These Streets Belong to Us

These Streets Belong to Us was selected as a finalist in the Africa World Documentary Film Festival 2012 with screenings in Cameroon and the USA. It also screened on DSTV’s Africa Magic channel and at the Jozi Film Festival 2012. 
Distributed By: APT Worldwide

Directed, Written, Produced by Lisa Henry and Shareen Anderson.
A Left Hand Films & Fort Greene Filmworks Co Production.

Synopsis
With one of the highest crime rates in the world, South Africans are struggling with the repercussions of living in a country where they feel they are at the mercy of criminals and that the police cannot protect them. Much of the crime is often accompanied by gratuitous violence; torture, rape and assault often go hand in hand with hijackings and robberies, making the threat of crime so much more terrifying to the average citizen.

South Africa now also has the biggest divide between wealthy and poor in the world, not only between black and white but with a gap that is growing interracially too. Experts believe it is this visible difference between the have and have-nots that adds fuel to the fire in terms of violence and aggression in relation to crime. An average of fifty people a day are murdered in South Africa. It also has the highest rape rate in the world.

So what are communities doing to protect themselves?

These Streets Belong To Us looks at how ordinary South Africans are coping with the scourge of crime and its accompanying violence. The film tells several stories coming out of three different Johannesburg communities; Kensington, a middle class suburb that is jolted into action after a street security guard is murdered while on duty; Alexandra, a mostly poor black township that has formed a community policing forum that patrols the streets in an unconventional way and lends a helping hand to the overburdened police; and Hillbrow, a densely populated inner city neighborhood, which was a “no go” zone for police for many years, but is now undergoing massive regeneration.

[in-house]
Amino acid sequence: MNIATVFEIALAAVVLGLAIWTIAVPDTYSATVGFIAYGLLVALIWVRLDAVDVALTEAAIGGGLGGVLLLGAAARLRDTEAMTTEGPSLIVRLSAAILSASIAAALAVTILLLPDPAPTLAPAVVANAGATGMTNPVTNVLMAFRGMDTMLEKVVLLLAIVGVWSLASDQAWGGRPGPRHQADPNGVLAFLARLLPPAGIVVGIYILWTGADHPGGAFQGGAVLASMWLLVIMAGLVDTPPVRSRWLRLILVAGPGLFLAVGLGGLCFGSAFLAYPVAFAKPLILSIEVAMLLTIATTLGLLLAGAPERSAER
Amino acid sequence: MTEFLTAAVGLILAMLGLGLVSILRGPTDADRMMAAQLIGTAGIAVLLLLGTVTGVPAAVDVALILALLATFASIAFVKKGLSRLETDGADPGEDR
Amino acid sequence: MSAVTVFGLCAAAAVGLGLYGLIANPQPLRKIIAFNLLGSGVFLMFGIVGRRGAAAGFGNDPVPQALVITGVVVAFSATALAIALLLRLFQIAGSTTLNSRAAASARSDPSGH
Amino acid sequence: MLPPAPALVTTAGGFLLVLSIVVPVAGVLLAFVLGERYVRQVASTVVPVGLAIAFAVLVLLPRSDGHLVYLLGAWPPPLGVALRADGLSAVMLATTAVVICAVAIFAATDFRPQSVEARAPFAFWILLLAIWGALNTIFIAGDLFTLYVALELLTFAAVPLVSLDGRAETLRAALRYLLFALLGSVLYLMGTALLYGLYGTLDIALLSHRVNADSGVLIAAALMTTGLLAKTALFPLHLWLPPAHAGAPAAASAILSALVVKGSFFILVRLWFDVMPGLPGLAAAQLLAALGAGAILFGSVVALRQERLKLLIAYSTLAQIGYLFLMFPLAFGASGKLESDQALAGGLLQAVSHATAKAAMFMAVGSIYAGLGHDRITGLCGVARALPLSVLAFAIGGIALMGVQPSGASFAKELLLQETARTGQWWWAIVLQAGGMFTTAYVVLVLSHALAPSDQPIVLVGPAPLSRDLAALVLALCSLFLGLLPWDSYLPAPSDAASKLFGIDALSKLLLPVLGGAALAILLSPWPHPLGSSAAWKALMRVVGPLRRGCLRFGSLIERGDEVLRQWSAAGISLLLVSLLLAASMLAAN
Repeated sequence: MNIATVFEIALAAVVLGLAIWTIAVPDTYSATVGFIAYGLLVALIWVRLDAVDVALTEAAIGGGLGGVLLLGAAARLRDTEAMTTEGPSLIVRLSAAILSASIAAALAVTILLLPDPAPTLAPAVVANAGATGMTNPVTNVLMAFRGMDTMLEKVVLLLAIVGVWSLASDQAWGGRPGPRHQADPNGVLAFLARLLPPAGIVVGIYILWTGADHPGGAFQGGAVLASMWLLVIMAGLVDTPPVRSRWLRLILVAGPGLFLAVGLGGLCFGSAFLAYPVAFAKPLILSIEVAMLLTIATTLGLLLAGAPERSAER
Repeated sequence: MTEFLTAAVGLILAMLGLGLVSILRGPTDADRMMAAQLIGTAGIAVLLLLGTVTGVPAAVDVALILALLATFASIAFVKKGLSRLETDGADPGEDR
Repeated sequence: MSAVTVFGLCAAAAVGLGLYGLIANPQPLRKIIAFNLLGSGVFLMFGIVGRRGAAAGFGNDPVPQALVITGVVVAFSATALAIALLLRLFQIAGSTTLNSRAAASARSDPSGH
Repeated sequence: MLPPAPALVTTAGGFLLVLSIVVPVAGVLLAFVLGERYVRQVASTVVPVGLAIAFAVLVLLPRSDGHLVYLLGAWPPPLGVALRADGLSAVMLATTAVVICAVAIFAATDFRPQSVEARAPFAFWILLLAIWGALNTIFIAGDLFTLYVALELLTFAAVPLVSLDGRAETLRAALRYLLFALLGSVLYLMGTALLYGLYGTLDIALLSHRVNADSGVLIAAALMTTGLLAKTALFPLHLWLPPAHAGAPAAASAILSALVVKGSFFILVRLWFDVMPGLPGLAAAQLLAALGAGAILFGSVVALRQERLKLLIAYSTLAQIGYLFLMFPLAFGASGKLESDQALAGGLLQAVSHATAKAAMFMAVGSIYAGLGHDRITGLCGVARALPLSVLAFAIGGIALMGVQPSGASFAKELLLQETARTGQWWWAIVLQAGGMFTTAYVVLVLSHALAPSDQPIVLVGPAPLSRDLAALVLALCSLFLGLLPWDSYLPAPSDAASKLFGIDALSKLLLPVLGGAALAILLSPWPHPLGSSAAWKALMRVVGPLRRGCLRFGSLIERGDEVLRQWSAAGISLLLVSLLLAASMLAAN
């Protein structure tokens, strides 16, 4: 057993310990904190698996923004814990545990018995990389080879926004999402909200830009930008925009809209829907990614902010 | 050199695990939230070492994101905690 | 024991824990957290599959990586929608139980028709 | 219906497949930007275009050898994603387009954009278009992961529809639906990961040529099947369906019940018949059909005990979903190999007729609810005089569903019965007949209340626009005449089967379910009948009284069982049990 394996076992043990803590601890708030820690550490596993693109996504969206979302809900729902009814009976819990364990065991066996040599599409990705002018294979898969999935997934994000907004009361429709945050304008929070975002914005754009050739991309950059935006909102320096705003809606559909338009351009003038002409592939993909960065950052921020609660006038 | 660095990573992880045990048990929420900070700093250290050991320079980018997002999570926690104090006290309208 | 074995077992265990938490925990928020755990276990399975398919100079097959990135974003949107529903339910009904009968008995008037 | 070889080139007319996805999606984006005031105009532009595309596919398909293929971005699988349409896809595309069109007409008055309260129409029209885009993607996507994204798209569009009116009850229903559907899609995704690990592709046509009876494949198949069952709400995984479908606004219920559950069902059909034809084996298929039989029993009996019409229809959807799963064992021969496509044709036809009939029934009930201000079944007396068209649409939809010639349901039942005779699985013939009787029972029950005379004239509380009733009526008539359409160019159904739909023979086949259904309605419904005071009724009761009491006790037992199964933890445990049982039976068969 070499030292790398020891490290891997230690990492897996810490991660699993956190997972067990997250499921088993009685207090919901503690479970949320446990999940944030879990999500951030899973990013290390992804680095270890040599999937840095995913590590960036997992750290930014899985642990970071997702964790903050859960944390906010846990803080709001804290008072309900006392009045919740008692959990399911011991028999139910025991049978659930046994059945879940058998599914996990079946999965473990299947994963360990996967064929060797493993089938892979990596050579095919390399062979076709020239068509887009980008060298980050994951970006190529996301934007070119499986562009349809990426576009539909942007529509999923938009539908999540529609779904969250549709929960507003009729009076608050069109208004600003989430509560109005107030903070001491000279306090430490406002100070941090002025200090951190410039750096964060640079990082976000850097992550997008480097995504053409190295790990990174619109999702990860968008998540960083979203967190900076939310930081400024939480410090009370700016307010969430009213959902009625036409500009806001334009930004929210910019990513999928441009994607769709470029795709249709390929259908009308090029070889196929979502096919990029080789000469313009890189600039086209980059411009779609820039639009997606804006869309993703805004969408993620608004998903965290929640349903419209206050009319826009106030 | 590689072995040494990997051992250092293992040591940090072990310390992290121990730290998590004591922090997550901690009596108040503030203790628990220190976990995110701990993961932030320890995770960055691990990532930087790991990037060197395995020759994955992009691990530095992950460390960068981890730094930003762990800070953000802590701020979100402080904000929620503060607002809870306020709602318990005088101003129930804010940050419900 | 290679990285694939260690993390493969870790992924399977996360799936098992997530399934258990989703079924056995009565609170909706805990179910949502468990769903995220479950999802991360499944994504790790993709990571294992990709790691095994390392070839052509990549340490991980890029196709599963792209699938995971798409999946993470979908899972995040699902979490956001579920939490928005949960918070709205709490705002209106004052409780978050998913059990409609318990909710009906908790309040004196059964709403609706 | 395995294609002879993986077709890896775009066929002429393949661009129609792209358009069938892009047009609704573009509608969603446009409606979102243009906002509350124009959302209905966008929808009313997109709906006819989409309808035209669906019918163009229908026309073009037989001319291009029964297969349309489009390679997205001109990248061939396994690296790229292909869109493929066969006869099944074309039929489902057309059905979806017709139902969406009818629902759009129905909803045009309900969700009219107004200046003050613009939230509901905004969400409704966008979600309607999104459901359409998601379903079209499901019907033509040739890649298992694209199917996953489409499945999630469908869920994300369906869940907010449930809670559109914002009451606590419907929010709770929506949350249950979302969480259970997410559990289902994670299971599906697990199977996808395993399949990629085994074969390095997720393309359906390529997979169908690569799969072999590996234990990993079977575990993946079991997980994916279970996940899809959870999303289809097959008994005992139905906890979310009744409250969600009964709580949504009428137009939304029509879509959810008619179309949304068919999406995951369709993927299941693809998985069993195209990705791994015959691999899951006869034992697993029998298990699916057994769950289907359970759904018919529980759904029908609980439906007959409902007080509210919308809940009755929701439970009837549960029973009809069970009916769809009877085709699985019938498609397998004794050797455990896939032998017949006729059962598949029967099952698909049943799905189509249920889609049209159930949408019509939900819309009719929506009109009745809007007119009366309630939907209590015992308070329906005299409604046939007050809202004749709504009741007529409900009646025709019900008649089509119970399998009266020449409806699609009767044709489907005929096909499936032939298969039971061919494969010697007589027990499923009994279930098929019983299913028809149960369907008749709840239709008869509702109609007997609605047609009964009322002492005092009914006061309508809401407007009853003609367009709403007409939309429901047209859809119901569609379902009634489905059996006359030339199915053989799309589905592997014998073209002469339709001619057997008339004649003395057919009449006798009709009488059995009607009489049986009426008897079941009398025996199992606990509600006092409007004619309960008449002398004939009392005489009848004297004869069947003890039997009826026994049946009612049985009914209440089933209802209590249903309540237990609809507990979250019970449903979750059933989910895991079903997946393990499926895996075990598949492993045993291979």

Although the film doesn’t shy away from the hard facts and the disturbing stories of grief, loss, and violence, These Streets Belong To Us is balanced with stories of empowerment and grassroots movements, and a hopeful vision of the future for this newly formed democratic society.

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